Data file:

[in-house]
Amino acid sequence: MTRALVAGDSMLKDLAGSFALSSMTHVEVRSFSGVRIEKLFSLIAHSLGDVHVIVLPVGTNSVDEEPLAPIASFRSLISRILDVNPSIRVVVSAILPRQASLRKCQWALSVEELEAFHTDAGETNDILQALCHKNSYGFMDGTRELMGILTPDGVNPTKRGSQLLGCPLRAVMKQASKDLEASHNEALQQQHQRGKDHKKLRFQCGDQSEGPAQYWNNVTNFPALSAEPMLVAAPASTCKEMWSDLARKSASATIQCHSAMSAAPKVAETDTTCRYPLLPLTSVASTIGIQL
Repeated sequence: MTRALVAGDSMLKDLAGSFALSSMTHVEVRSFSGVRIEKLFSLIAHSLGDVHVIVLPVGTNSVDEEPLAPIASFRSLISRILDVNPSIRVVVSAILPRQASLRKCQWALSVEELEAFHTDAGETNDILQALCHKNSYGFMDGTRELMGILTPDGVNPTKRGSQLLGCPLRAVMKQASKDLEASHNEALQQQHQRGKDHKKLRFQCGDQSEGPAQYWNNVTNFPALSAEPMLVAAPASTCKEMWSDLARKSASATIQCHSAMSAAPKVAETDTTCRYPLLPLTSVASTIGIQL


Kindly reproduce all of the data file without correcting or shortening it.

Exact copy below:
[in-house]
Amino acid sequence: MTRALVAGDSMLKDLAGSFALSSMTHVEVRSFSGVRIEKLFSLIAHSLGDVHVIVLPVGTNSVDEEPLAPIASFRSLISRILDVNPSIRVVVSAILPRQASLRKCQWALSVEELEAFHTDAGETNDILQALCHKNSYGFMDGTRELMGILTPDGVNPTKRGSQLLGCPLRAVMKQASKDLEASHNEALQQQHQRGKDHKKLRFQCGDQSEGPAQYWNNVTNFPALSAEPMLVAAPASTCKEMWSDLARKSASATIQCHSAMSAAPKVAETDTTCRYPLLPLTSVASTIGIQL
Repeated sequence: MTRALVAGDSMLKDLAGSFALSSMTHVEVRSFSGVRIEKLFSLIAHSLGDVHVIVLPVGTNSVDEEPLAPIASFRSLISRILDVNPSIRVVVSAILPRQASLRKCQWALSVEELEAFHTDAGETNDILQALCHKNSYGFMDGTRELMGILTPDGVNPTKRGSQLLGCPLRAVMKQASKDLEASHNEALQQQHQRGKDHKKLRFQCGDQSEGPAQYWNNVTNFPALSAEPMLVAAPASTCKEMWSDLARKSASATIQCHSAMSAAPKVAETDTTCRYPLLPLTSVASTIGIQL